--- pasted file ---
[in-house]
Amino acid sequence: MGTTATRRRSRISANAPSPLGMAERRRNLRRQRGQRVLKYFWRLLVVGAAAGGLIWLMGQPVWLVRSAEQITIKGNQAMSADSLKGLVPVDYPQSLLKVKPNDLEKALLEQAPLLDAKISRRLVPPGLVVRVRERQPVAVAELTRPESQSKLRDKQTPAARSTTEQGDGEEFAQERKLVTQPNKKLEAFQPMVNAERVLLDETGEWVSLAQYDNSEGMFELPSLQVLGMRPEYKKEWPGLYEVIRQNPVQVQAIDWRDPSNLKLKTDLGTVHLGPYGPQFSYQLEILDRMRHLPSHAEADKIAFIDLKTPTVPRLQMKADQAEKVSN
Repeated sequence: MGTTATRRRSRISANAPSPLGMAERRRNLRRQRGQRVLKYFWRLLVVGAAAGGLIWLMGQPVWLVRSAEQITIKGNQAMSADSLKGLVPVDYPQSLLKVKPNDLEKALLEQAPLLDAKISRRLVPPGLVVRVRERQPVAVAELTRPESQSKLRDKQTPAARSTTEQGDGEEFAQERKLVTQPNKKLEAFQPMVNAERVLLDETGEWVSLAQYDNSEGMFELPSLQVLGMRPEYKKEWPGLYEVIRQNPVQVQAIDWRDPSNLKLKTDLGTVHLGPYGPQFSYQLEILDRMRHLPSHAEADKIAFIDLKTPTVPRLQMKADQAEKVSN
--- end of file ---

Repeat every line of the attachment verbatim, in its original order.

[in-house]
Amino acid sequence: MGTTATRRRSRISANAPSPLGMAERRRNLRRQRGQRVLKYFWRLLVVGAAAGGLIWLMGQPVWLVRSAEQITIKGNQAMSADSLKGLVPVDYPQSLLKVKPNDLEKALLEQAPLLDAKISRRLVPPGLVVRVRERQPVAVAELTRPESQSKLRDKQTPAARSTTEQGDGEEFAQERKLVTQPNKKLEAFQPMVNAERVLLDETGEWVSLAQYDNSEGMFELPSLQVLGMRPEYKKEWPGLYEVIRQNPVQVQAIDWRDPSNLKLKTDLGTVHLGPYGPQFSYQLEILDRMRHLPSHAEADKIAFIDLKTPTVPRLQMKADQAEKVSN
Repeated sequence: MGTTATRRRSRISANAPSPLGMAERRRNLRRQRGQRVLKYFWRLLVVGAAAGGLIWLMGQPVWLVRSAEQITIKGNQAMSADSLKGLVPVDYPQSLLKVKPNDLEKALLEQAPLLDAKISRRLVPPGLVVRVRERQPVAVAELTRPESQSKLRDKQTPAARSTTEQGDGEEFAQERKLVTQPNKKLEAFQPMVNAERVLLDETGEWVSLAQYDNSEGMFELPSLQVLGMRPEYKKEWPGLYEVIRQNPVQVQAIDWRDPSNLKLKTDLGTVHLGPYGPQFSYQLEILDRMRHLPSHAEADKIAFIDLKTPTVPRLQMKADQAEKVSN